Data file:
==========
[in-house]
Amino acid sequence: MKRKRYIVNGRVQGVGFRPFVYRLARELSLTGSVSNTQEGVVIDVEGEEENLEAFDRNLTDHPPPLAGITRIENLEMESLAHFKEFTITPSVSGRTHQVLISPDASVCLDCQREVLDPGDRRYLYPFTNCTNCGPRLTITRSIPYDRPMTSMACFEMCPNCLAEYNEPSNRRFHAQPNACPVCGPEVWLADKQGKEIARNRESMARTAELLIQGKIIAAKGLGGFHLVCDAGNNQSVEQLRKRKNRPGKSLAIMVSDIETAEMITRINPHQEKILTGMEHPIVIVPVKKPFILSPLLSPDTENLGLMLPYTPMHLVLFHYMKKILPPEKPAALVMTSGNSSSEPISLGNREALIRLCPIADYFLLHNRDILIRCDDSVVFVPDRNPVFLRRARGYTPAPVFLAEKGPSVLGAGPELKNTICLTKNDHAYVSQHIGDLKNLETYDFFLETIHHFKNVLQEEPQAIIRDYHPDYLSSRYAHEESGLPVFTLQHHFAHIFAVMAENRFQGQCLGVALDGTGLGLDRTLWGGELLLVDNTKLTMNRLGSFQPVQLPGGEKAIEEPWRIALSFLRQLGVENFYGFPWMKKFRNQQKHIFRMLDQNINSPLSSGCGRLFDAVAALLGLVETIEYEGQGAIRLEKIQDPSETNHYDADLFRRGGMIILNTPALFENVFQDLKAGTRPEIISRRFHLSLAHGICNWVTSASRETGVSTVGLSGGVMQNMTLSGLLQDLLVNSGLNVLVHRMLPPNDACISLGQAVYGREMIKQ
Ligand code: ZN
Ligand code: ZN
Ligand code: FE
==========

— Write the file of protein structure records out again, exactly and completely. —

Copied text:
[in-house]
Amino acid sequence: MKRKRYIVNGRVQGVGFRPFVYRLARELSLTGSVSNTQEGVVIDVEGEEENLEAFDRNLTDHPPPLAGITRIENLEMESLAHFKEFTITPSVSGRTHQVLISPDASVCLDCQREVLDPGDRRYLYPFTNCTNCGPRLTITRSIPYDRPMTSMACFEMCPNCLAEYNEPSNRRFHAQPNACPVCGPEVWLADKQGKEIARNRESMARTAELLIQGKIIAAKGLGGFHLVCDAGNNQSVEQLRKRKNRPGKSLAIMVSDIETAEMITRINPHQEKILTGMEHPIVIVPVKKPFILSPLLSPDTENLGLMLPYTPMHLVLFHYMKKILPPEKPAALVMTSGNSSSEPISLGNREALIRLCPIADYFLLHNRDILIRCDDSVVFVPDRNPVFLRRARGYTPAPVFLAEKGPSVLGAGPELKNTICLTKNDHAYVSQHIGDLKNLETYDFFLETIHHFKNVLQEEPQAIIRDYHPDYLSSRYAHEESGLPVFTLQHHFAHIFAVMAENRFQGQCLGVALDGTGLGLDRTLWGGELLLVDNTKLTMNRLGSFQPVQLPGGEKAIEEPWRIALSFLRQLGVENFYGFPWMKKFRNQQKHIFRMLDQNINSPLSSGCGRLFDAVAALLGLVETIEYEGQGAIRLEKIQDPSETNHYDADLFRRGGMIILNTPALFENVFQDLKAGTRPEIISRRFHLSLAHGICNWVTSASRETGVSTVGLSGGVMQNMTLSGLLQDLLVNSGLNVLVHRMLPPNDACISLGQAVYGREMIKQ
Ligand code: ZN
Ligand code: ZN
Ligand code: FE